The Baltimore County Council is scheduled to vote Tuesday, Sept. 4, on a contract that would give full use of the former Towson jail property on Bosley Avenue to Towson Jail Associates, a company that has already restored the historic jail into an office building and maintained the property since 2009.
Though the tract, on the northwest corner of Bosley Avenue and Towsontown Boulevard, is already widely known as the Towson jail property, the Towson Swim Club actually held the lease from the county for most of the land surrounding the old jail building.
But a new arrangement became available when the proposed Towson Swim Club project was terminated in March, after a last-ditch membership drive that was necessary to secure a loan for construction fell short.
Martin Azola, president of Azola and Associates Inc, which created Towson Jail Associates to oversee the property, said the only plan the company has for the property is to "be good caretakers and good neighbors."
"We don't just do things that are not popular," said Azola, who grew up on nearby Dixie Drive. "We don't grossly rezone or tear down historic things to build an ugly high-rise. We're preservation-minded developers and builders."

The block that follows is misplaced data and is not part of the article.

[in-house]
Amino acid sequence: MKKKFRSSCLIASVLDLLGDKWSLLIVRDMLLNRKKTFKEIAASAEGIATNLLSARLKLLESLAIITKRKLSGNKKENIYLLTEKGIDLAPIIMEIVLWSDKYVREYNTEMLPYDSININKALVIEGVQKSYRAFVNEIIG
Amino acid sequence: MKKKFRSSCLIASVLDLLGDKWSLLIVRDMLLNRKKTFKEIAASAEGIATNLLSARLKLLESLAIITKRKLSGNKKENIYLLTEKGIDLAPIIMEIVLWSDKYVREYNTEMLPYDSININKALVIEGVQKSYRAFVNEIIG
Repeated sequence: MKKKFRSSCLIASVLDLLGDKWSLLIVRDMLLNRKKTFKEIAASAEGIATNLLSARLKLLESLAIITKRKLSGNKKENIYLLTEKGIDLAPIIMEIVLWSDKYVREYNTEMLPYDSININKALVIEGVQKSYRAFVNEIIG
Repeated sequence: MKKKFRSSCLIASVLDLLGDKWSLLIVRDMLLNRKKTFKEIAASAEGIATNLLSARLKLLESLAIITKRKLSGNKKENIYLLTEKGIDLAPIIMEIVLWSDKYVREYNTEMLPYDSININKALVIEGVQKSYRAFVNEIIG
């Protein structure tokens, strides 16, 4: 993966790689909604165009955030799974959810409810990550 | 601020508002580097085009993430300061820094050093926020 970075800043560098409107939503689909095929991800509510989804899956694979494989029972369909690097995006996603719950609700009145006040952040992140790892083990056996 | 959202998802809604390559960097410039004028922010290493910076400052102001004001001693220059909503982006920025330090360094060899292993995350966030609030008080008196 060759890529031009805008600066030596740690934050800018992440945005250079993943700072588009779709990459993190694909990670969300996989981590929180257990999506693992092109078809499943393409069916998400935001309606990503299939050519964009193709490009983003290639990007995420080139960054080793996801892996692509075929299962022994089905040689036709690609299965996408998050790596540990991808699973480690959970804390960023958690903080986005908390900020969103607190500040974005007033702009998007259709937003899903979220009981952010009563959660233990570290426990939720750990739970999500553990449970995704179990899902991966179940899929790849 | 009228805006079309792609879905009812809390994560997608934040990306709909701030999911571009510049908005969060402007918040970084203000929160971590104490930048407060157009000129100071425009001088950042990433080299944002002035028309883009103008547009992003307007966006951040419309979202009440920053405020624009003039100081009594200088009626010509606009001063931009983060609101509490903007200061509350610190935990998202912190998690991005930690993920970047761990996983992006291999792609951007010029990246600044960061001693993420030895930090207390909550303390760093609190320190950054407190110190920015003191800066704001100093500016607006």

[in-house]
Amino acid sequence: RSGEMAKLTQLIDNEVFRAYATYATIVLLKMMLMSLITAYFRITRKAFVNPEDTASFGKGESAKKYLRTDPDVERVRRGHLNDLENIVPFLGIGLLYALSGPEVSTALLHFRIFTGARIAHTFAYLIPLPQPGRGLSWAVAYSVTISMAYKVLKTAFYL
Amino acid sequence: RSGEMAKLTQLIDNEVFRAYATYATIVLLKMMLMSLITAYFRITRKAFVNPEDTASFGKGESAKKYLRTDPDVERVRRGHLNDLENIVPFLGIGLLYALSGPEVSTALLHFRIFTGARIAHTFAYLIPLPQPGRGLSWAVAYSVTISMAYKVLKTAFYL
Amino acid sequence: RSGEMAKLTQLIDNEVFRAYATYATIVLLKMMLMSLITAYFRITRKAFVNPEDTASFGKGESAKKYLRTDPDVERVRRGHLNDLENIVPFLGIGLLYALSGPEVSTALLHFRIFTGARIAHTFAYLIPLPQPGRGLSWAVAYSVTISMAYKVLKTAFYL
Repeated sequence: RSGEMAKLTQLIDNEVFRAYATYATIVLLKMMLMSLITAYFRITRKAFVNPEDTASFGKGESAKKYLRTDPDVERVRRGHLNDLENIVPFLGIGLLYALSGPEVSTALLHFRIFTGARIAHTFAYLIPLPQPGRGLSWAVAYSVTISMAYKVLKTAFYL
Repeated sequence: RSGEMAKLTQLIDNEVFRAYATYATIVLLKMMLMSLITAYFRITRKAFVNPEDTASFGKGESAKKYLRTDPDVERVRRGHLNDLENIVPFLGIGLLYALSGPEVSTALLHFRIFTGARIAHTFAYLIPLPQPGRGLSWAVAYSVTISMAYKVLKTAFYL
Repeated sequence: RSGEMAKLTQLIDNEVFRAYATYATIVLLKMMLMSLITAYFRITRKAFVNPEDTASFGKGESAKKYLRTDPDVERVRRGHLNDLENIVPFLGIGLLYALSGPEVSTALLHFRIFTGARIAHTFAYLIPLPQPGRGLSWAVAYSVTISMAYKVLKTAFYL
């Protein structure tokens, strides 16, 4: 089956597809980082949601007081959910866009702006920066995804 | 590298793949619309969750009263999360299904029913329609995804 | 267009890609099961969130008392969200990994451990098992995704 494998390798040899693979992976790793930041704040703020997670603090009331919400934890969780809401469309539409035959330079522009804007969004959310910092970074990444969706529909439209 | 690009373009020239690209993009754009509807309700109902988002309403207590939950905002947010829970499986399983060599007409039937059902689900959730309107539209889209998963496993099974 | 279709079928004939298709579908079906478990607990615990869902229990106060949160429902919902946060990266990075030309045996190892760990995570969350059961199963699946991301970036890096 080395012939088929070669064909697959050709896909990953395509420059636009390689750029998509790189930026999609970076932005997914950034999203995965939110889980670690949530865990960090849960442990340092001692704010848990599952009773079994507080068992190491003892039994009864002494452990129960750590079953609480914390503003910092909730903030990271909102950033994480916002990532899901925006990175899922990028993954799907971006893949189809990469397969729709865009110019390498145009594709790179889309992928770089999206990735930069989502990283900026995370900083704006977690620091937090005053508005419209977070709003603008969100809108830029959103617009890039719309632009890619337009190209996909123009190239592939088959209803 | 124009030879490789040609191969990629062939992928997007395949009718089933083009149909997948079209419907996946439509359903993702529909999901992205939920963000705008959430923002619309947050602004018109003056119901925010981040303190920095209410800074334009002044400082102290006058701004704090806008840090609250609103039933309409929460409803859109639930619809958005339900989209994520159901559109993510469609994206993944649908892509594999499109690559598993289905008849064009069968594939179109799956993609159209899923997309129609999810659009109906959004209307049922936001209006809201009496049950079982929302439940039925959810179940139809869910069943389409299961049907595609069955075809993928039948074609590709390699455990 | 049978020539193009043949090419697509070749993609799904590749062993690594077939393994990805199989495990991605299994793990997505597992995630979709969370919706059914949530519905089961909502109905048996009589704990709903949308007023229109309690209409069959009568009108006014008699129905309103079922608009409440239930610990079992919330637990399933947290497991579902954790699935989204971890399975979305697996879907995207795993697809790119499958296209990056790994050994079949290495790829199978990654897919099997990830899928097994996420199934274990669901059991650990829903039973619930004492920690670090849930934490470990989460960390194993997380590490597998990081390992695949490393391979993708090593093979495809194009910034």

In the case of the former swim club site, he said, doing nothing "is the right thing to do, with respect to the community and people on both sides of that equation."
In 2009, Towson Jail Associates took over the historic jail building from the county, renovated it and turned it into an office building that reopened in 2011 to positive reviews from the county and the business community.
Azola said his company had the "right of first refusal" to pick up the swim club's lease in the event the project failed. Soon after the swim club plans were scrapped, he expressed an interest in making the office building and the open land into one large property.
"The community has always been concerned that the jail property will be overdeveloped," said 5th District Councilman David Marks, who represents Towson.
One of the sticking points of the swim club plan had been its initial proposal to place some recreational features in or near the "green ravine," a segment of the property that neighbors consider a buffer between the tract and the residential community.
Marks said this that, "I'm downzoning the green ravine, and the county has given me assurances that the property will never be commercialized."
Therese McAllister, president of the Southland Hills Improvement Association, said Azola has been "very impressive" with his work in restoring the old jail building.
"He has good tenants there within the building, and we're hoping that he will do things to improve the landscaping on the outside so that it blends in more, aesthetically, to a residential neighborhood," she said.
The amended contract will be voted on by the County Council at its legislative session on Tuesday, Sept. 4, at 6 p.m. in the Council Chambers, in Towson.